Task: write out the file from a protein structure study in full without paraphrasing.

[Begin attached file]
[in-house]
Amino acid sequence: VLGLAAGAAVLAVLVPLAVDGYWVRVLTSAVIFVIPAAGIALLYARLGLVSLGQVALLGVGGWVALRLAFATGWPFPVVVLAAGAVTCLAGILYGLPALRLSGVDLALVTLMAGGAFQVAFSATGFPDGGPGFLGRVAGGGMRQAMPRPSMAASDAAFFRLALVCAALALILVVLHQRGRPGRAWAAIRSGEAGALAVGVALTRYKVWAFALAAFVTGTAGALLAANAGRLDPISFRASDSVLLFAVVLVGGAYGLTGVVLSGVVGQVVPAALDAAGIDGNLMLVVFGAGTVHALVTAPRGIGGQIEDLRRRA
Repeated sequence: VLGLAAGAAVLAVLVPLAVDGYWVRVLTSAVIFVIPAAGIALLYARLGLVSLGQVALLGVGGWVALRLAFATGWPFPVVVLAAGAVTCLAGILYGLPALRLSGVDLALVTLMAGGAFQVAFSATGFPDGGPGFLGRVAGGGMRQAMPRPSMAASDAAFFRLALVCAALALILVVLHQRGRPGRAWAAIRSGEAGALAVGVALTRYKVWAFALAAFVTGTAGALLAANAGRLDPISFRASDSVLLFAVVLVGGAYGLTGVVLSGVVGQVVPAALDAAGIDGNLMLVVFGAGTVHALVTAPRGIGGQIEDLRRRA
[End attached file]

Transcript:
[in-house]
Amino acid sequence: VLGLAAGAAVLAVLVPLAVDGYWVRVLTSAVIFVIPAAGIALLYARLGLVSLGQVALLGVGGWVALRLAFATGWPFPVVVLAAGAVTCLAGILYGLPALRLSGVDLALVTLMAGGAFQVAFSATGFPDGGPGFLGRVAGGGMRQAMPRPSMAASDAAFFRLALVCAALALILVVLHQRGRPGRAWAAIRSGEAGALAVGVALTRYKVWAFALAAFVTGTAGALLAANAGRLDPISFRASDSVLLFAVVLVGGAYGLTGVVLSGVVGQVVPAALDAAGIDGNLMLVVFGAGTVHALVTAPRGIGGQIEDLRRRA
Repeated sequence: VLGLAAGAAVLAVLVPLAVDGYWVRVLTSAVIFVIPAAGIALLYARLGLVSLGQVALLGVGGWVALRLAFATGWPFPVVVLAAGAVTCLAGILYGLPALRLSGVDLALVTLMAGGAFQVAFSATGFPDGGPGFLGRVAGGGMRQAMPRPSMAASDAAFFRLALVCAALALILVVLHQRGRPGRAWAAIRSGEAGALAVGVALTRYKVWAFALAAFVTGTAGALLAANAGRLDPISFRASDSVLLFAVVLVGGAYGLTGVVLSGVVGQVVPAALDAAGIDGNLMLVVFGAGTVHALVTAPRGIGGQIEDLRRRA